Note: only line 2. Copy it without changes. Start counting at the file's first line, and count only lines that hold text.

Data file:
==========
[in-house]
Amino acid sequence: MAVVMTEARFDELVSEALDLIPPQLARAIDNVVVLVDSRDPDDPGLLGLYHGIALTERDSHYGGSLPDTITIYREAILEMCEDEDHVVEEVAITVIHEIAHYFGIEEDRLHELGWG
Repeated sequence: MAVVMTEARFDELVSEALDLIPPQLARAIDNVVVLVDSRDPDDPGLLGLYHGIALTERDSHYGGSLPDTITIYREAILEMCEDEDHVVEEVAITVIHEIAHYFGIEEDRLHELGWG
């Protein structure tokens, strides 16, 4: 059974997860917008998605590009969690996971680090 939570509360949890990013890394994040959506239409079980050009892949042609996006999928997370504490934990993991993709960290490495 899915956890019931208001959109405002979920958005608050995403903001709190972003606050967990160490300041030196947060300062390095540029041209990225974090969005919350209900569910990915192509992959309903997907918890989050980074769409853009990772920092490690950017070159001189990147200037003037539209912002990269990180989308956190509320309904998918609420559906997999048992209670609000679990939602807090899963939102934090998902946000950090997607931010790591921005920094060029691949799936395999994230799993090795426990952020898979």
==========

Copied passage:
Amino acid sequence: MAVVMTEARFDELVSEALDLIPPQLARAIDNVVVLVDSRDPDDPGLLGLYHGIALTERDSHYGGSLPDTITIYREAILEMCEDEDHVVEEVAITVIHEIAHYFGIEEDRLHELGWG